Most Recent Articles In PeopleMost Recent Articles In People
- Model Call: Riley Montana
- Baltimore Breakouts: Checking In With Future Islands
- Trina Turk's Coachella Diary
In real life, there are so many fewer serial killers involved in crimes than there are in crime novels,” says murder mystery writer Linda Fairstein.
Which is why, until now, Fairstein has eschewed that particular criminal phenomenon in her novels. But her next book, set for a January release, will involve a serial killer for the first time. Killer Heat, set in and around Manhattan, like all Fairstein’s books, takes place during an August heat wave, and a blackout caused by the failure of the power grid has a resulting impact on the forensics of the case.
“I often laughed at how much serial killing there is in fiction, but I decided I was ready to do one,” she says.
And she knows of what she speaks. Fairstein, 59, worked in the Manhattan District Attorney’s Office from 1972 to 2002. She was chief of the Sex Crimes Prosecution Unit for 25 years and became one of the country’s foremost legal experts on crimes of violence against women and children. The original assistant district attorney on Law & Order: SVU, Alexandra Cabot, played by Stephanie March, is based on Fairstein.
But she doesn’t heed the “ripped from the headlines” mantra of Law & Order. “I don’t take real cases and turn them into fiction, but I do draw from motives and from real things that have happened.”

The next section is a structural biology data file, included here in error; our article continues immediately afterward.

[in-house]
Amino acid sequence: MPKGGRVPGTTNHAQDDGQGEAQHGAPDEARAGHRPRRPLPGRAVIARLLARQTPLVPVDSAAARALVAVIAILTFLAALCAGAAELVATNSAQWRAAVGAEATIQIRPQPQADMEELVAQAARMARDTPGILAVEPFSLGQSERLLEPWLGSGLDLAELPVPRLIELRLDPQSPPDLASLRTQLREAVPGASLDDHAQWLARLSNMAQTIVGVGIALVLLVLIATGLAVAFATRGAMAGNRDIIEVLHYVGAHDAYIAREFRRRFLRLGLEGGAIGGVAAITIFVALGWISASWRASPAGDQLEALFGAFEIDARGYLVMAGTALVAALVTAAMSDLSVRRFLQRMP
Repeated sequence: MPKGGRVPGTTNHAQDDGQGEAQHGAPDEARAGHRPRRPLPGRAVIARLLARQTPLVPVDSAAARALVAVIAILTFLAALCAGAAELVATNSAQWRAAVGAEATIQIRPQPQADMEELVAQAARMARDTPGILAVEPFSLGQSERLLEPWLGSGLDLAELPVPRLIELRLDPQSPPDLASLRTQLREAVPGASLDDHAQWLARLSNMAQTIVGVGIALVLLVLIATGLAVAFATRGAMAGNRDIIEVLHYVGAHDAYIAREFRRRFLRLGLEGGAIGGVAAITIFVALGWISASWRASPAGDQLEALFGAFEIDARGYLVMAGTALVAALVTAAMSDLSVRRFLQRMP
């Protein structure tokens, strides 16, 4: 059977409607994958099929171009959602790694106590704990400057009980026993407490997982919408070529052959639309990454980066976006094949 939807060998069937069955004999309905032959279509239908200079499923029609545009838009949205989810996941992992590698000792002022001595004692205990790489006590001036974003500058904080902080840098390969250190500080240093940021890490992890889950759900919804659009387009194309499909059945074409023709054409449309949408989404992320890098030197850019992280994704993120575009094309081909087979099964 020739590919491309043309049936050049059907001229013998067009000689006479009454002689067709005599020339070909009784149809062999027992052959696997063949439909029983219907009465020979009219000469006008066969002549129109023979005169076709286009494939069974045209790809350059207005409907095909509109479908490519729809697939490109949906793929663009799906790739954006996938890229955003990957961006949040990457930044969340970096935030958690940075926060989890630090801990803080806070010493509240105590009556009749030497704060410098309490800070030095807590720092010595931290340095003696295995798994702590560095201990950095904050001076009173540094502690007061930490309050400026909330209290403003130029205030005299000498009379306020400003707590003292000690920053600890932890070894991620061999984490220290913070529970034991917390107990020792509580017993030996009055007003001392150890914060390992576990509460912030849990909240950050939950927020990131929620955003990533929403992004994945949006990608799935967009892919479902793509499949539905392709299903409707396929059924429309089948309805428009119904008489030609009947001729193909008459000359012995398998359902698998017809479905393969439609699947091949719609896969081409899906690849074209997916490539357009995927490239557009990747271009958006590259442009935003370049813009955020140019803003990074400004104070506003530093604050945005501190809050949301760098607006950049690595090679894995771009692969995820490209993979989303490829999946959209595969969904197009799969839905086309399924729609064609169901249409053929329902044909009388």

Killer Heat will be Fairstein’s 10th crime thriller featuring Manhattan prosecutor Alexandra Cooper, and she is already plotting her 11th book. Being a novelist was a second career for Fairstein, but it was her first true love. She majored in English literature at Vassar College, from which she graduated in 1969. But she was drawn to public service and earned a law degree from the University of Virginia School of Law in 1972.
“I thought that I could practice law and eventually write, but I never imagined that the particular career in prosecution would become my direct route to writing,” she says. “As a trial lawyer, you were writing a novella, telling a story to convince the jury of your point of view.”
Fairstein’s life certainly has changed since she became an author.
“To work for myself for the first time after working for the government for 30 years was very liberating,” she says. “It gave me more time to make my own priorities—much more time with my husband, with my family.”
She would also like to write something akin to her first book, the nonfictional Sexual Violence: Our War Against Rape (HarperCollins Publishers, 1993). “I’m bubbling with ideas,” she says.